Absence of injury to both the interosseous arteries creates the possibility of uniform distribution of blood in the hand. In most cases the volar location of the trauma prevents the functioning of the anterior interosseous artery, leaving the hand dependent on the posterior artery. In this description of the vascular anatomy of blood circulation from the origin in the posterior interosseous artery as far as the fingers, we shall also consider problems of a surgical nature.
The common interosscous artery springs frotn the ulnar artery at the level of the radial tuberosity and divides immediately into the posterior and anterior interosseous arteries. The posterior artery passes below the supinator muscle and enters the posterior compartment of the forearm. The entry point is situated between the middle and proximal thirds of the line from the lateral epicondyle to the radioulnar articulation.',' The posterior interosseous artery is accompanied on its way by the posterior interosseous nerve and two veins. The pediele is situated throughout its length in the septum between the extensor digiti minimi and extensor carpi ulitaris muscles.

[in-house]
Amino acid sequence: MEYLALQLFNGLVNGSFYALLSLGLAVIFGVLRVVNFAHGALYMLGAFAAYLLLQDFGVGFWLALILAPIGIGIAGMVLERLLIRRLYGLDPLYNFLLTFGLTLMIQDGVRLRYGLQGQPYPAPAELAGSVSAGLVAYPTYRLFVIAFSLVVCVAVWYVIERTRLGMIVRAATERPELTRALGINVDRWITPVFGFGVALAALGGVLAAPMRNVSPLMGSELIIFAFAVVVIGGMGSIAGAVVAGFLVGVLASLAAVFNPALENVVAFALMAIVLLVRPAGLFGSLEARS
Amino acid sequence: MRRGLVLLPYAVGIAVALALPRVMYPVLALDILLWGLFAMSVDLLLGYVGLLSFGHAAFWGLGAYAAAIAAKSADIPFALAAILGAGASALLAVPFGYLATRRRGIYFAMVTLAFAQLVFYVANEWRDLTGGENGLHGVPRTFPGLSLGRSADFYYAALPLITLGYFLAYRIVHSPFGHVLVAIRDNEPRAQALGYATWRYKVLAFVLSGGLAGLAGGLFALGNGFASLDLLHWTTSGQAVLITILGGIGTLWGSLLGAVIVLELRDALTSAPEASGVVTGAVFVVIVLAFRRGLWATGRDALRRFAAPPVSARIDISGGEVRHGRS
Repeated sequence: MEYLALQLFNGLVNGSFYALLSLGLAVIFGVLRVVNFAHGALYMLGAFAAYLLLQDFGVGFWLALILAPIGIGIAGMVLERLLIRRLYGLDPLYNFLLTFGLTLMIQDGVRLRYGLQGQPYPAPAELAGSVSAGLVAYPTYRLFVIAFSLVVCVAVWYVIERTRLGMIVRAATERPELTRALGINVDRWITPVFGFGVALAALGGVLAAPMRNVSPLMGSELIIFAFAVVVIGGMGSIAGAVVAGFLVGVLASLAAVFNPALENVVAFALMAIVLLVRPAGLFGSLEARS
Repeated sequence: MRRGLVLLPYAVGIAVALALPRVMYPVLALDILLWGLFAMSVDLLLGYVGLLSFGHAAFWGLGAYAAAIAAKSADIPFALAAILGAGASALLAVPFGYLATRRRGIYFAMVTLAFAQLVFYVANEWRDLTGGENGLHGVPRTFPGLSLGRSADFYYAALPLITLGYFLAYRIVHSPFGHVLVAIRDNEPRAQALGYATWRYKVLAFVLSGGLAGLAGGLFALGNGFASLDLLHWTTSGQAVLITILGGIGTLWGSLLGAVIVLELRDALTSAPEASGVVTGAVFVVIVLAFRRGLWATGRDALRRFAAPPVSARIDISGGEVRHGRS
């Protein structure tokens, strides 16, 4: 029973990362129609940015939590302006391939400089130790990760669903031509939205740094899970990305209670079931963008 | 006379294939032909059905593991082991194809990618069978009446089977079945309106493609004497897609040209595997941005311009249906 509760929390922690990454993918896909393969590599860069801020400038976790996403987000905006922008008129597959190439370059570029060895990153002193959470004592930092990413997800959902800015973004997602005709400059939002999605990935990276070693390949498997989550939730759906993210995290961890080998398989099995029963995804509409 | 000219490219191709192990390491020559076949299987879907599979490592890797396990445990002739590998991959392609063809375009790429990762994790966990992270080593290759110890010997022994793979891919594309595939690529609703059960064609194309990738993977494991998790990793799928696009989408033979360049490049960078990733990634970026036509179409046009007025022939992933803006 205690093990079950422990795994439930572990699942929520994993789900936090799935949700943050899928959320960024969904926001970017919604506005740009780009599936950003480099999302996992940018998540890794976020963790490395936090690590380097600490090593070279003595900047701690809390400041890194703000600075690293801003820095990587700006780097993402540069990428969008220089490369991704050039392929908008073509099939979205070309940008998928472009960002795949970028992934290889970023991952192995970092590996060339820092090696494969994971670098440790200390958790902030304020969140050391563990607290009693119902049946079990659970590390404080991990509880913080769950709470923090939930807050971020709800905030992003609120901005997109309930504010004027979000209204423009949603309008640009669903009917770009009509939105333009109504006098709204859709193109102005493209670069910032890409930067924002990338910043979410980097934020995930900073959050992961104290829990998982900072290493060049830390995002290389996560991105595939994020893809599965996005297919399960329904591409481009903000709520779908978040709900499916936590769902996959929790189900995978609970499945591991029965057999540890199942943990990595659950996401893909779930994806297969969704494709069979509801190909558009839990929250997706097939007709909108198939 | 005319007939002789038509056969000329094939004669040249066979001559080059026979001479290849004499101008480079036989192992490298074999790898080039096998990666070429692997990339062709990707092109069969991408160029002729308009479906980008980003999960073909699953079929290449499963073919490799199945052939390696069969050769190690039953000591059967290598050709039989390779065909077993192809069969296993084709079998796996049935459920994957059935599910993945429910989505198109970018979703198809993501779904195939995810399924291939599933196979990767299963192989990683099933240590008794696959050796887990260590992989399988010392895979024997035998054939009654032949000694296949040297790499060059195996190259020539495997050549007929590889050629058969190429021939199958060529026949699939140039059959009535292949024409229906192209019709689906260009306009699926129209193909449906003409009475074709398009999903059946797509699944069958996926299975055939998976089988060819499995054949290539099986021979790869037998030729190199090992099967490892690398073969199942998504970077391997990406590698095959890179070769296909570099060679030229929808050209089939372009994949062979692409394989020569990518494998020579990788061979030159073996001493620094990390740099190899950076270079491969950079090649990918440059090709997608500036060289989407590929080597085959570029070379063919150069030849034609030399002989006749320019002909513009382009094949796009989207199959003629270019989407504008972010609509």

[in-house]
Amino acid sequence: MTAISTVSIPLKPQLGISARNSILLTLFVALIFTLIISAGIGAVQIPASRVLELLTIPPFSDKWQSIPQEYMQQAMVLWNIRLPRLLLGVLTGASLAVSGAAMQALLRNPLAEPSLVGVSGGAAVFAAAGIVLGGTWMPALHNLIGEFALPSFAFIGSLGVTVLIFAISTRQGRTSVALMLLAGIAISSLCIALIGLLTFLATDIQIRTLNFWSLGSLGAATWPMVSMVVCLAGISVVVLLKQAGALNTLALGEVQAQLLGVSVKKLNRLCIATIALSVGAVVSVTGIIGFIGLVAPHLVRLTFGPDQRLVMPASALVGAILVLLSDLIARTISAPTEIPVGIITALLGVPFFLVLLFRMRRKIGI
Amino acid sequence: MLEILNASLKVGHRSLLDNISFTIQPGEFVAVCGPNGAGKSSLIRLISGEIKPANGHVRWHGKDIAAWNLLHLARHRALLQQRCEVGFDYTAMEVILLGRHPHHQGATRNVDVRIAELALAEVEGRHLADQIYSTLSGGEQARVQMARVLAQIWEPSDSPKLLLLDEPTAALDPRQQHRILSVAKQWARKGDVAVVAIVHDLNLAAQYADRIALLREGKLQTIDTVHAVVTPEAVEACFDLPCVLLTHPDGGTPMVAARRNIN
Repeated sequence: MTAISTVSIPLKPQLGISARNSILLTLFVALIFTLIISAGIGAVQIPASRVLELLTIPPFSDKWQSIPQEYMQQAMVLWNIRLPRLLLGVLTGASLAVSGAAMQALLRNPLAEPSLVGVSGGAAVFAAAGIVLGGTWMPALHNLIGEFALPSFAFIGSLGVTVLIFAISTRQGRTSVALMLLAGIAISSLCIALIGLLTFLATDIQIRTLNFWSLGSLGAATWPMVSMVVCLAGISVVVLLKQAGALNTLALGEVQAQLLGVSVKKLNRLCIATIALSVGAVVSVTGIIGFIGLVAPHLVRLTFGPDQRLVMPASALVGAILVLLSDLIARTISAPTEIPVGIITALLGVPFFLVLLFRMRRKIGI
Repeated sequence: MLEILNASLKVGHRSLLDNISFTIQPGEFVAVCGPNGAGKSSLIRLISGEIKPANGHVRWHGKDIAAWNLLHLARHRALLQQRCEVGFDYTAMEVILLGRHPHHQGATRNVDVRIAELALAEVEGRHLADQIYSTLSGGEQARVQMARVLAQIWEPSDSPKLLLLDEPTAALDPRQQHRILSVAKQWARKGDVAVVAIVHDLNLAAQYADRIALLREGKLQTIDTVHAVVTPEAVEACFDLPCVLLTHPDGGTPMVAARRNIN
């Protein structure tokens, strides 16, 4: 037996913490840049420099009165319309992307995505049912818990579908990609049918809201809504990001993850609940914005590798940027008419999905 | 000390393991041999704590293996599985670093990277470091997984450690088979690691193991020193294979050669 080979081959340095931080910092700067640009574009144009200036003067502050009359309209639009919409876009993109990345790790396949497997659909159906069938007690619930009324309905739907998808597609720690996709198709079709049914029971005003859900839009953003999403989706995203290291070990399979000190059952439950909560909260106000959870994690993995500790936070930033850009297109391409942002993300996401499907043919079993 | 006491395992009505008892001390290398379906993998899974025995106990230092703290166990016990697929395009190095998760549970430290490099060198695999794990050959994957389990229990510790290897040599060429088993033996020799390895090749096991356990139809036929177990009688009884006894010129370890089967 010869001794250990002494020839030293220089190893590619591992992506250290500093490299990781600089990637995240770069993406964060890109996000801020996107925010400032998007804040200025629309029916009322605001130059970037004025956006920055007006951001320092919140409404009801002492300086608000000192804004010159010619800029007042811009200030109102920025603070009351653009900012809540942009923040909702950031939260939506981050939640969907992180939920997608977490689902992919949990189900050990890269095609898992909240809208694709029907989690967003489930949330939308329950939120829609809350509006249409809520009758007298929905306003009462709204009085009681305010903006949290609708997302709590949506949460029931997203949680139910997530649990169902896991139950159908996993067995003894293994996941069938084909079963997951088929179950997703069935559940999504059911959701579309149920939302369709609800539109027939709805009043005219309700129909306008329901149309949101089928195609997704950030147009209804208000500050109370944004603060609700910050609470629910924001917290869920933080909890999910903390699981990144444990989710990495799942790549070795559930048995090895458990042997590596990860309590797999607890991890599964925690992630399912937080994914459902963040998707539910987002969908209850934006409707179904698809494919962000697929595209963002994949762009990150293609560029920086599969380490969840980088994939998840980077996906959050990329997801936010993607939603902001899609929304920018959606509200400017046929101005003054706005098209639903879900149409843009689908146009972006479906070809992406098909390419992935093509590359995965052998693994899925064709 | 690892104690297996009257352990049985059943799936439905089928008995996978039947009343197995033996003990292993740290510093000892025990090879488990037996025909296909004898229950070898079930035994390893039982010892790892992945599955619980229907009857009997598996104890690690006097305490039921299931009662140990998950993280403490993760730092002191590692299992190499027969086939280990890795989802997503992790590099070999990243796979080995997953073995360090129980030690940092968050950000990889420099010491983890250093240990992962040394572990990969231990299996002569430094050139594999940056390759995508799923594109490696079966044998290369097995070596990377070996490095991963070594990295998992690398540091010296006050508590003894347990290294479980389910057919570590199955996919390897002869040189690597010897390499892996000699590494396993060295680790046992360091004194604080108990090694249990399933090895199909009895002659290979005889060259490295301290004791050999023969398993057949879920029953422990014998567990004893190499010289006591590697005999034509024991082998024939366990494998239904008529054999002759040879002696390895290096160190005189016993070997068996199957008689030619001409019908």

At the wrist the posterior interosseous artery anastomoses with the dorsal carpal arch and the vascular plexus around the ultiar head (Fig. 1).' Up to this level arterial circulation is of axial type, like radial and ulnar circulation, while beyond it the anastomosis is dominant. This we can consider an intermediate mechanism to reach the palmar arches, an absolute necessity for digital vascularization. Thus, from the dorsal carpal arch spring the dorsal metacarpal arteries, which anastomose with the palmar rnetacarpal arteries in the distal level of the metacarpus. The palmar metacarpal arteries are branches of the deep palmar arch and at the same time anastomose with the digital artery of the superficial palmar arch .

  1. Dorsal carpal arch.

  2. Anastomosis between dorsal metacarpal arteries and palmar metacarpal arteries.

  3. Anastomosis between palmar metacarpal arteries and common digital arteries.